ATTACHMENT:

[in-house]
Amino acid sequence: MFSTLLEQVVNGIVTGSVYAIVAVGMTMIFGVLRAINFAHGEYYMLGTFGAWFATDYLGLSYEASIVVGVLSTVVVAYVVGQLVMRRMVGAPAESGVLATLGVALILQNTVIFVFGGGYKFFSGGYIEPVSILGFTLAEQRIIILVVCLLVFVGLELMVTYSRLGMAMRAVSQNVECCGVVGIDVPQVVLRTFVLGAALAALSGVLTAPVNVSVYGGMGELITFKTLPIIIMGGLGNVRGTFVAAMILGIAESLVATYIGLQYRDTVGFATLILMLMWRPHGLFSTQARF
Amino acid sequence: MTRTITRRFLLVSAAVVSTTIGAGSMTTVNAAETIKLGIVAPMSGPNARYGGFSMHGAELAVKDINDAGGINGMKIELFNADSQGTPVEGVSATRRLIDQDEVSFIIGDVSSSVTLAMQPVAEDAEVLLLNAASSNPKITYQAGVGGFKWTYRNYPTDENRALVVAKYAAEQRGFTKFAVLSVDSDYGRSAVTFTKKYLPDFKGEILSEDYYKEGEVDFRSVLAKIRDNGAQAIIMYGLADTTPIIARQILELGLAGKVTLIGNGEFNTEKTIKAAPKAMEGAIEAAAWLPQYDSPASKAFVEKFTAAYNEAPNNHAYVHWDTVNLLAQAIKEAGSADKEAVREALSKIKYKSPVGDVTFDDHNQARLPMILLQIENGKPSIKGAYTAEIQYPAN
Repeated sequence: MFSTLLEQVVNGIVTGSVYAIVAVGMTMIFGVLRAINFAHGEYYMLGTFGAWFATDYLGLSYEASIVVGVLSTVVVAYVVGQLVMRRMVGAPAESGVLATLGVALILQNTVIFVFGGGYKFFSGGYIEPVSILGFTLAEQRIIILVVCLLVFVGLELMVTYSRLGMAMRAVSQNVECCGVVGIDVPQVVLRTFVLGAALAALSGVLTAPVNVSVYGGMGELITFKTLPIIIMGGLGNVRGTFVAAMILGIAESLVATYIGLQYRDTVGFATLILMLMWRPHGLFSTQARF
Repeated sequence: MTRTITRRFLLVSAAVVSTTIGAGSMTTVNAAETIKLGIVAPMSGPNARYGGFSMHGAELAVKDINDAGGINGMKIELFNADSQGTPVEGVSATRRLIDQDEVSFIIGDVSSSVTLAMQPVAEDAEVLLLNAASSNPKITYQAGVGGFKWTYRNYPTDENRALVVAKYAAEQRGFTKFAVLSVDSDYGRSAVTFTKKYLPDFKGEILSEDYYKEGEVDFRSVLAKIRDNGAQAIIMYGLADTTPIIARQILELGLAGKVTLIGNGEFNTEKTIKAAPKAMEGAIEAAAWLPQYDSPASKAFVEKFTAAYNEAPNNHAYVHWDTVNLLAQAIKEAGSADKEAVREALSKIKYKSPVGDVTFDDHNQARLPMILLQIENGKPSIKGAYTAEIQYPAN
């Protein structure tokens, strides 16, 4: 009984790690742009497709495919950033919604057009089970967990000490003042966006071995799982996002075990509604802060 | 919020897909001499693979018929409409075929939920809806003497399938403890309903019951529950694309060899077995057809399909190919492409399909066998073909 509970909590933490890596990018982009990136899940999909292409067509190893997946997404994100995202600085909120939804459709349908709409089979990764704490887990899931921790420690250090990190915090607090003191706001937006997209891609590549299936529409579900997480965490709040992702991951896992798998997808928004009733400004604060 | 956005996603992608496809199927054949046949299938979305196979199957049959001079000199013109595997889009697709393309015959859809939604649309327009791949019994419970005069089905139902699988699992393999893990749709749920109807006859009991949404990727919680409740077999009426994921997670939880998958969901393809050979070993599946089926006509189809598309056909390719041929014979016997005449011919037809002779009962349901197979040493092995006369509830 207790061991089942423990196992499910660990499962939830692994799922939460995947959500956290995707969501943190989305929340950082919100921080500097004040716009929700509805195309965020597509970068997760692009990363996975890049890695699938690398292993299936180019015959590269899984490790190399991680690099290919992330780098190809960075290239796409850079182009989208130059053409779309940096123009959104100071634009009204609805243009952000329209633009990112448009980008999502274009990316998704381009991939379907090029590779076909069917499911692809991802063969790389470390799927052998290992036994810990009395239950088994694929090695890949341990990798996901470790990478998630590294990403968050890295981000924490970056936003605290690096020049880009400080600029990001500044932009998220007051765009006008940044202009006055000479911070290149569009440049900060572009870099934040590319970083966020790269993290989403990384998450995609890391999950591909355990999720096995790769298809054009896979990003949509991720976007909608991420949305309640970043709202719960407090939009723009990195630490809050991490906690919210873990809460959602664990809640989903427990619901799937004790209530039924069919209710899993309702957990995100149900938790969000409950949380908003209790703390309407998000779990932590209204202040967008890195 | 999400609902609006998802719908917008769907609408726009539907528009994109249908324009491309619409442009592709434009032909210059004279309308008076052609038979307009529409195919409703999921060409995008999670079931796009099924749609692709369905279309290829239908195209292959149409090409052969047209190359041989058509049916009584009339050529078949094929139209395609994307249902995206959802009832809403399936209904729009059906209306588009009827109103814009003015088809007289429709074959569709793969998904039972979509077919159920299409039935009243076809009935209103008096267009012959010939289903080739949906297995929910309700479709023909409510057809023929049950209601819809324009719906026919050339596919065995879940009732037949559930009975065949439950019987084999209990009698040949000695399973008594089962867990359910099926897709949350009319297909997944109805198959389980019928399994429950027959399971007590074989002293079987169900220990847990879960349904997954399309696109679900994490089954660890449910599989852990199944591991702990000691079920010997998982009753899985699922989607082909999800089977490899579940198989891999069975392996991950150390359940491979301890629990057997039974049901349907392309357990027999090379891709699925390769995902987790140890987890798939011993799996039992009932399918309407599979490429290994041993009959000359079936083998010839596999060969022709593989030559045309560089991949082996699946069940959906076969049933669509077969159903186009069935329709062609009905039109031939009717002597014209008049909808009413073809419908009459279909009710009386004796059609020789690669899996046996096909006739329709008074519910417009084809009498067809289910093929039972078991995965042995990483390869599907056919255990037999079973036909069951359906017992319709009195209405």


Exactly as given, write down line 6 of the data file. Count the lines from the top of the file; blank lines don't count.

């Protein structure tokens, strides 16, 4: 009984790690742009497709495919950033919604057009089970967990000490003042966006071995799982996002075990509604802060 | 919020897909001499693979018929409409075929939920809806003497399938403890309903019951529950694309060899077995057809399909190919492409399909066998073909 509970909590933490890596990018982009990136899940999909292409067509190893997946997404994100995202600085909120939804459709349908709409089979990764704490887990899931921790420690250090990190915090607090003191706001937006997209891609590549299936529409579900997480965490709040992702991951896992798998997808928004009733400004604060 | 956005996603992608496809199927054949046949299938979305196979199957049959001079000199013109595997889009697709393309015959859809939604649309327009791949019994419970005069089905139902699988699992393999893990749709749920109807006859009991949404990727919680409740077999009426994921997670939880998958969901393809050979070993599946089926006509189809598309056909390719041929014979016997005449011919037809002779009962349901197979040493092995006369509830 207790061991089942423990196992499910660990499962939830692994799922939460995947959500956290995707969501943190989305929340950082919100921080500097004040716009929700509805195309965020597509970068997760692009990363996975890049890695699938690398292993299936180019015959590269899984490790190399991680690099290919992330780098190809960075290239796409850079182009989208130059053409779309940096123009959104100071634009009204609805243009952000329209633009990112448009980008999502274009990316998704381009991939379907090029590779076909069917499911692809991802063969790389470390799927052998290992036994810990009395239950088994694929090695890949341990990798996901470790990478998630590294990403968050890295981000924490970056936003605290690096020049880009400080600029990001500044932009998220007051765009006008940044202009006055000479911070290149569009440049900060572009870099934040590319970083966020790269993290989403990384998450995609890391999950591909355990999720096995790769298809054009896979990003949509991720976007909608991420949305309640970043709202719960407090939009723009990195630490809050991490906690919210873990809460959602664990809640989903427990619901799937004790209530039924069919209710899993309702957990995100149900938790969000409950949380908003209790703390309407998000779990932590209204202040967008890195 | 999400609902609006998802719908917008769907609408726009539907528009994109249908324009491309619409442009592709434009032909210059004279309308008076052609038979307009529409195919409703999921060409995008999670079931796009099924749609692709369905279309290829239908195209292959149409090409052969047209190359041989058509049916009584009339050529078949094929139209395609994307249902995206959802009832809403399936209904729009059906209306588009009827109103814009003015088809007289429709074959569709793969998904039972979509077919159920299409039935009243076809009935209103008096267009012959010939289903080739949906297995929910309700479709023909409510057809023929049950209601819809324009719906026919050339596919065995879940009732037949559930009975065949439950019987084999209990009698040949000695399973008594089962867990359910099926897709949350009319297909997944109805198959389980019928399994429950027959399971007590074989002293079987169900220990847990879960349904997954399309696109679900994490089954660890449910599989852990199944591991702990000691079920010997998982009753899985699922989607082909999800089977490899579940198989891999069975392996991950150390359940491979301890629990057997039974049901349907392309357990027999090379891709699925390769995902987790140890987890798939011993799996039992009932399918309407599979490429290994041993009959000359079936083998010839596999060969022709593989030559045309560089991949082996699946069940959906076969049933669509077969159903186009069935329709062609009905039109031939009717002597014209008049909808009413073809419908009459279909009710009386004796059609020789690669899996046996096909006739329709008074519910417009084809009498067809289910093929039972078991995965042995990483390869599907056919255990037999079973036909069951359906017992319709009195209405």